Severe acute respiratory coronavirus 2 (SARS-CoV-2) can be transmitted from one person to one or more people through viral transmission in airborne particles.
Image Credit: Corona Borealis Studio/Shutterstock.com
The high levels of SARS-CoV-2 transmission, as has been well documented, have overwhelmed national healthcare systems, resulting in millions of deaths and long-term health problems.
As a result, it is clear that reducing or eliminating SARS-CoV-2 transmission is a major and unprecedented global challenge. Transmission control measures have varying degrees of success and each has its own set of challenges. Although the evidence of vaccination’s efficacy in reducing disease transmission is unclear, it has been one of the most effective methods in minimizing death and serious illness.
Other than COVID-19, airborne transmission has been identified as a key mechanism for a variety of other viral infections, including measles, influenza, other human coronaviruses (Middle East Respiratory Syndrome MERS-CoV, SARS-CoV), and Respiratory Syncytial Virus (RSV), as well as bacterial infections such as tuberculosis and some pathogens responsible for hospital-acquired infections.
Germicidal ultraviolet (GUV) is a control measure that meets above the criteria and has a proven track record in the scientific community. Accidental human exposure to conventional 254 nm GUV, on the other hand, poses a significant challenge, as it can cause painful sunburn-like reactions in the skin and cornea.
“Far-UVC,” germicidal ultraviolet-C radiation with wavelengths ranging from 200 to 230 nm, is one possible solution, which are Krypton chloride (KrCl) excimer lamps. The primary emission wavelength is 222 nm. The low residual emission all through the ultraviolet region of the electromagnetic spectrum is a common source of Far-UVC.
KrCl excimer lamps have been shown to inactivate gram-negative and gram-positive bacteria, drug-resistant bacteria, human coronaviruses, including the SARS-CoV-2 virus, and influenza viruses in laboratory experiments.
While the laboratory results are promising, the inactivation of a pathogen in a restricted bench-scale laboratory environment does not always imply lowered disease transmission when the technology is used in the real world.
Experiments in huge, room-sized aerosol chambers are a translational step forward into real-world studies. This can also give insight into how to use technology in rooms where an infectious person is likely to be present for a long time.
The current research, for the first time, investigates the efficiency of Far-UVC for inactivating an airborne pathogen in a full-scale room-sized bioaerosol chamber under steady-state conditions.
The ceiling of a room-sized bioaerosol chamber at the University of Leeds was secured with five Krypton Chloride excimer lamps, filtered to decrease ultraviolet emissions at wavelengths longer than 230 nm. The lamps were positioned in a quincunx pattern (Figure 1), with the emission aimed at the floor.
Figure 1. 3D schematics of the bioaerosol chamber configuration showing room dimensions, the position of the lamps, pathogen source, and collection point (top) with an illustrative example of the Far-UVC lamp emissions (bottom). Image Credit: Eadie, et al., 2022
A constant release of aerosolized Staphylococcus aureus has been introduced to the room at a height of 168 cm in a mechanically ventilated 32 m3 chamber. The rate of ventilation is three air changes per hour (ACH). Following a 60-minute stabilization period, 10 air samples were collected over 50 minutes. The sampling was then continued for another 50 minutes with either one or five Far-UVC sources turned on.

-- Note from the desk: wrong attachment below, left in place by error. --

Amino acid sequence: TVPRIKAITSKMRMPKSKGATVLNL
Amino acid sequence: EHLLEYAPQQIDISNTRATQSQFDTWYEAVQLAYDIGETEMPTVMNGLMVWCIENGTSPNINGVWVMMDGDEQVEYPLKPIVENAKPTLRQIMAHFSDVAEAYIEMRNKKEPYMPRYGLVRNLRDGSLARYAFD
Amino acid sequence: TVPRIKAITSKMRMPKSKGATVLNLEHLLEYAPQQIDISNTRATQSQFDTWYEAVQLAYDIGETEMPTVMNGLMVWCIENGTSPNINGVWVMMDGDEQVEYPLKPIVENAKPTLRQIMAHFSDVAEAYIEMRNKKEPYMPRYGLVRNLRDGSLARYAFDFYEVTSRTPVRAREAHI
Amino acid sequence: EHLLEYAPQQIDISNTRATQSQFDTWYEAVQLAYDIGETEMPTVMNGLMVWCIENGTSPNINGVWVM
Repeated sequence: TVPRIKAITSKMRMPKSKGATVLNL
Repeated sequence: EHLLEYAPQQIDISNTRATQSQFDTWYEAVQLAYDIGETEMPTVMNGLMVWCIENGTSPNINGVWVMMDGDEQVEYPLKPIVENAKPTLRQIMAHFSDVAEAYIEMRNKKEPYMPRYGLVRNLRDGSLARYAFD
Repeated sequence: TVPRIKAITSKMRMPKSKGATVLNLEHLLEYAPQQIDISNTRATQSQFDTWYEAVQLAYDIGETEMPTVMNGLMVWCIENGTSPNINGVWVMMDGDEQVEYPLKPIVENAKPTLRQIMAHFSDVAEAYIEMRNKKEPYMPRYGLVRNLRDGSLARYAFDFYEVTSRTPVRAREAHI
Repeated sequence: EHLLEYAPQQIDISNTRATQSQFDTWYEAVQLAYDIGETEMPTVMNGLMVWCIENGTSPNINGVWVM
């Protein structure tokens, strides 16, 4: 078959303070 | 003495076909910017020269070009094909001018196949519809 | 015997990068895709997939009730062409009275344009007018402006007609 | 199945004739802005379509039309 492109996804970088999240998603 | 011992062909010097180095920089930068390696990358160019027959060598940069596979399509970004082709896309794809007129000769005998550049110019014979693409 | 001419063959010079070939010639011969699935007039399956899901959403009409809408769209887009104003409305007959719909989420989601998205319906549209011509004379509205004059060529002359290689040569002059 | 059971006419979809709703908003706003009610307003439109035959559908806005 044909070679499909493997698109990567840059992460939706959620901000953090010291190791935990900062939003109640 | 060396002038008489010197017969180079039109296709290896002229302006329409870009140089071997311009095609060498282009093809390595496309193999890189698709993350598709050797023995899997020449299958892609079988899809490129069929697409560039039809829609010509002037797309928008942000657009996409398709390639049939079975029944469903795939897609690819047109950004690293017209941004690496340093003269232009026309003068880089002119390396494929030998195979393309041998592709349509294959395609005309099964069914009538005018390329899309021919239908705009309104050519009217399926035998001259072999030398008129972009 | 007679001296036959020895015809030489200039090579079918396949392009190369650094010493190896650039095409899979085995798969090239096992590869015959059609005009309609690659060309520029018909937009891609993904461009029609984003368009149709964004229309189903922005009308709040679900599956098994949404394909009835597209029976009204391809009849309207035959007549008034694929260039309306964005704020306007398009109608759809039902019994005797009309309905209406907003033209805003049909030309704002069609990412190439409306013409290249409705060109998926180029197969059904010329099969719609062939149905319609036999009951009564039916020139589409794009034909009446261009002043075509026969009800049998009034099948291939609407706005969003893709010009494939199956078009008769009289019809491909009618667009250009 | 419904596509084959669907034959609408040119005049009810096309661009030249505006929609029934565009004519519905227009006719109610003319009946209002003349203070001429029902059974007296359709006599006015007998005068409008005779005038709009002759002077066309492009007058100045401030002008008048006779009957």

The evaluation was repeated three times with three distinct lamp exposure rates (Table 1). The International Commission on Non-Ionizing Radiation Protection (ICNIRP) guidelines for optical radiation exposure were used to determine the exposure rates.
Table 1. Average percentage pathogen reduction, irradiance, and calculated 8-hour exposure dose for three different exposure conditions at two heights from the ground. Source: Eadie, et al., 2022
||Average % pathogen reduction (SD)
|Height = 1.7 m
||Height = 1 m
||Height = 1.7 m
||Height = 1 m
||12.8 ns (3.8)
The bold, italicised 8-h exposure values are above the ICNIRP 222-nm exposure limit of 23 mJcm-2. No exposures exceeded the 2022 ACGIH threshold limit value for skin of 478 mJcm-2 at 222 nm. Statistical significance is represented by: ns = p > 0.05, * = p ≤ 0.05, ** = p ≤ 0.01, *** = p ≤ 0.001, and **** = p ≤ 0.0001.
Before and after the lamps were turned on, the concentration of viable S. aureus pathogens in the air at the collection location was serially sampled. Figure 2 and Table 1 show the results in colony-forming units per cubic meter (cfu m-3) for the 45 minutes prior to “lamp on,” as well as serially for the 50 minutes after “lamp on.”
Figure 2. Percentage of viable airborne S. aureus remaining plotted on a logarithmic y-axis against time after switch-on of the Far-UVC sources for three different exposure scenarios—high (top), medium (middle), and low (bottom). Note that the pathogen was continuously released into the room throughout the experiment: The studies were undertaken using either a single central lamp (green, square data points, dashed lines) or all five Far-UVC lamps (blue, circular data points, solid lines). Image Credit: Eadie, et al., 2022
The “High” exposure scenario, as expected, resulted in the greatest reduction in the steady-state airborne viable S. aureus load. Despite the fact that the single lamp did not irradiate the entire room, the chamber’s good air mixing is likely to have resulted in this significant effect.
Using all five lamps, the “Medium” exposure scenario showed a 92% decrease in the steady-state viable pathogen load, with a maximum 8-hour exposure dose driven by the present ICNIRP guideline exposure limit at 222 nm of 23 mJcm-2.